Basic Mental Health Tools for Writers

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It’s invisible and soundless, but it is the most critical aspect of a writer’s ability to do the job: the robustness and stability of his or her mental health. The argument can be made that the most important tool in freelance writers’ toolboxes, especially content writers’, is the ability to almost instantly switch from one topic to another and be able to discuss that topic in the point of view and for as many words as the client requests.

Good mental health is about flexibility and balance. Flexibility is about accommodating another’s needs and point of view. Balance is about accommodating those needs without losing your sense of self. Writers can use three simple techniques to keep sight of who they are, no matter what the project:

1. Breathe. I mean deep breaths that go down past your navel. Take in air, hold it for a second, push it all out. Do this throughout your writing stint, once as you begin your writing, and again every time you pause. This one simple technique –– if you choose to use it –– does two major things for you:

  • Helps keep you calm. To paraphrase one of my graduate school professors, it’s impossible to breathe deeply and panic [or stress out] at the same time.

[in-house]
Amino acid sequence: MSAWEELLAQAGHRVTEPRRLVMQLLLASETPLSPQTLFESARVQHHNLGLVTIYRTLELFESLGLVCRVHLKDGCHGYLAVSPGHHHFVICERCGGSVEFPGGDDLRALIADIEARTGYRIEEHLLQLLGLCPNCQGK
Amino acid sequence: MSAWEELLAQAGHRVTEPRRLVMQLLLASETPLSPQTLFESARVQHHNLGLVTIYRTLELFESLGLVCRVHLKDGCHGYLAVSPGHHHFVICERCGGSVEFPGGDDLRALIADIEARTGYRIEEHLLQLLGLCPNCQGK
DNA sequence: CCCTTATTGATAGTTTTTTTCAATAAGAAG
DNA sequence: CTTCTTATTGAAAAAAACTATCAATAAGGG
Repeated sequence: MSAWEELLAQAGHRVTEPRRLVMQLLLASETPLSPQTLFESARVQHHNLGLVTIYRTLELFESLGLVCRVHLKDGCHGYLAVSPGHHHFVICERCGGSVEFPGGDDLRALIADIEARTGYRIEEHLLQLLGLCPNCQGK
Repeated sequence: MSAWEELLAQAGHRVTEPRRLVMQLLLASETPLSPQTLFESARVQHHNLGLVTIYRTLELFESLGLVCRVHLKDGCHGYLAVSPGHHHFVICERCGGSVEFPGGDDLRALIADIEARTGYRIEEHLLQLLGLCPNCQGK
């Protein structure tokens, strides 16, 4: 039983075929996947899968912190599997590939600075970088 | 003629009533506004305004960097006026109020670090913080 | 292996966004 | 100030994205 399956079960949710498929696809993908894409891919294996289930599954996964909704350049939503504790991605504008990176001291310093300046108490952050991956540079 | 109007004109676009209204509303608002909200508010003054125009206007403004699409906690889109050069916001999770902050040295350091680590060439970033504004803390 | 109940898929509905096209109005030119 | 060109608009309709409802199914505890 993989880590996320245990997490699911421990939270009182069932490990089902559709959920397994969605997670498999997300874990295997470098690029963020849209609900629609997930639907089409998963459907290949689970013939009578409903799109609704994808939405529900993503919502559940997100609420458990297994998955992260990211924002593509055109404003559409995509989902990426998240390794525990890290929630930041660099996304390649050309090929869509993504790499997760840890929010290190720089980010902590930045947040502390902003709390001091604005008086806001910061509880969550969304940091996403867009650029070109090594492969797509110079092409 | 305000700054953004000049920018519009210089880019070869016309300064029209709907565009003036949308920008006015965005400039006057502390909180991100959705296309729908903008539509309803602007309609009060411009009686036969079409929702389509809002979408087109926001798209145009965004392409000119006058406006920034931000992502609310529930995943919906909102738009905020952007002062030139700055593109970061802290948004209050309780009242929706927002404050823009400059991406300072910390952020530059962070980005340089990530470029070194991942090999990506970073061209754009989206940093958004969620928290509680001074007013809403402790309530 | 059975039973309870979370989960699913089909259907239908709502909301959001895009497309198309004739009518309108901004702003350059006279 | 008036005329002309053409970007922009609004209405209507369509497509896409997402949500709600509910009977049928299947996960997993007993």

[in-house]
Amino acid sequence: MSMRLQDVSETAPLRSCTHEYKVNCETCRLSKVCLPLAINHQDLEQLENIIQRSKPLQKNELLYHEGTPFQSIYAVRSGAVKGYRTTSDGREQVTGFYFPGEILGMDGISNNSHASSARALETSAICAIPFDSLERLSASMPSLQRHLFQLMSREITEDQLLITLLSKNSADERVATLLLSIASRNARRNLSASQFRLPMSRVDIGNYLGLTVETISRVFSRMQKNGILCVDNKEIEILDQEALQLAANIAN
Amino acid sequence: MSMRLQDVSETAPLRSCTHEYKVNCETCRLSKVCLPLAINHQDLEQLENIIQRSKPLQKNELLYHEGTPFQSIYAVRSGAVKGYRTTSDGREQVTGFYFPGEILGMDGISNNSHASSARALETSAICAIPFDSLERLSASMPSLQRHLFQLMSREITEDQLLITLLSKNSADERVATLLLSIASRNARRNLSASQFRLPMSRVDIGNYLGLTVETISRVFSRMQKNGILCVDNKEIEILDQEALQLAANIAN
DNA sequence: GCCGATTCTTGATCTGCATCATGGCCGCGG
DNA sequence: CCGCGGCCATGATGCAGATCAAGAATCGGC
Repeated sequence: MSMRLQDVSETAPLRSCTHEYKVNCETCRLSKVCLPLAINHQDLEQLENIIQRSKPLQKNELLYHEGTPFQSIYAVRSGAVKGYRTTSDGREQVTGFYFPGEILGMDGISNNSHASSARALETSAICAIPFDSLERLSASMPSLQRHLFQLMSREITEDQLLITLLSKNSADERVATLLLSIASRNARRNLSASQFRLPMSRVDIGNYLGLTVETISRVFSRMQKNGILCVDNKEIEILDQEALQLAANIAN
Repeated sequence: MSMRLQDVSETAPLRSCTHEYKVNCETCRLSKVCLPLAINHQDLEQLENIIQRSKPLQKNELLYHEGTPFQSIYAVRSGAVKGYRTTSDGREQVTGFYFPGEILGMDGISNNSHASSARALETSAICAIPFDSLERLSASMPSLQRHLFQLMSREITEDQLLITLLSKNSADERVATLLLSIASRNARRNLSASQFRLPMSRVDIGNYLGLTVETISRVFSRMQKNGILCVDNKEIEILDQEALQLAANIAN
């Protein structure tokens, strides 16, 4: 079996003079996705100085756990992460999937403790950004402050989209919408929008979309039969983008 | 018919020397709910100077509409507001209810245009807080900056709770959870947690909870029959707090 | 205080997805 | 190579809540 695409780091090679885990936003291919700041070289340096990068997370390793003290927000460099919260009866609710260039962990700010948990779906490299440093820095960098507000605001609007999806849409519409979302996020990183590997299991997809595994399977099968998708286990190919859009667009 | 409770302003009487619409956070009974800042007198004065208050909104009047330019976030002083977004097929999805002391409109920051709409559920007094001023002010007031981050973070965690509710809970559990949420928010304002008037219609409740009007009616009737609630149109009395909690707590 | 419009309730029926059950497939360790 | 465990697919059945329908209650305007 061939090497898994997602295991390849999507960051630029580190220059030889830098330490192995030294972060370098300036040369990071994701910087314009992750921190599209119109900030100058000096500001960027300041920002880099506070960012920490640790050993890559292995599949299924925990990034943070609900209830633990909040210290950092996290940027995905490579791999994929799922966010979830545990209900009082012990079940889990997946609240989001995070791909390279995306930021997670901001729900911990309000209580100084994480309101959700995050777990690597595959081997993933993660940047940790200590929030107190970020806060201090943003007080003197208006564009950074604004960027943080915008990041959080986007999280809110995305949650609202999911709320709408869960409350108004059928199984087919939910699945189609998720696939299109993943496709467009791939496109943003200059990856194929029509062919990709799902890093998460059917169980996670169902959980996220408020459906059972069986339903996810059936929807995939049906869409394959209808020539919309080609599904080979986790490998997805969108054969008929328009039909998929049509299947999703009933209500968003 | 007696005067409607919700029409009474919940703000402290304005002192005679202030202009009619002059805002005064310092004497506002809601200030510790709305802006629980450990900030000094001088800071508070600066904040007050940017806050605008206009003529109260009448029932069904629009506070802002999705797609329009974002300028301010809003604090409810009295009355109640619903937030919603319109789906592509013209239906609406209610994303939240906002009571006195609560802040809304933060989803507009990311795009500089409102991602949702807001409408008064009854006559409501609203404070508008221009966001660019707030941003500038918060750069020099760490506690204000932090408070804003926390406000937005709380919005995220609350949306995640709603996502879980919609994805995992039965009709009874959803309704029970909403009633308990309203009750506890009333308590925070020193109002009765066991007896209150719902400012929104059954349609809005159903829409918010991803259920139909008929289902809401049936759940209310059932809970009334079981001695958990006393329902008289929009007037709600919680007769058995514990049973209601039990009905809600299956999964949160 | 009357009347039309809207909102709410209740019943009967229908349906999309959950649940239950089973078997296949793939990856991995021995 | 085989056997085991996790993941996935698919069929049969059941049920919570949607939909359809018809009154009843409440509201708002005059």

• Helps you think clearly. Deep breathing supplies your brain with a healthy flow of oxygen.

2. Take in data without interrupting (not easy, I know). Get the whole story and avoid the dramas caused by misunderstandings. Malcolm Forbes, the founder of Forbes magazine, said, “With all thy getting, get understanding.” This leads to clarity and a more peaceful approach to communication. When you don’t have to defend an incomplete picture of a situation, you don’t have to defend your sense of who you are to yourself, or anyone else.

3. Know yourself. OK, Socrates wasn’t big on details when he gave this advice to his students. There is no right or wrong here, but knowing what works for you is critical to improving your mental health. Figure out how you deal with assignments, deadlines, pressure, cash flow, and relationships (all kinds). Factor that knowledge into deciding what to do or not do. Being driven by demons to do something is romantic but not healthy. Ask Mozart.

Maintaining your identity in the chaotic world of freelance writing is challenging and multi-faceted. We are encouraged to ask for help in getting clarity on assignments. We need to ask for help in getting clarity on who we are, too. Support groups, a mental health professional, a professional forum –– online or in-person, are all good places to start the process.

Rosanne L writes both fiction and nonfiction with a mental health twist. She knows enough about herself to say she’s twisted and reclusive, which often results in her needing the mental health support she so enthusiastically recommends for all of us.


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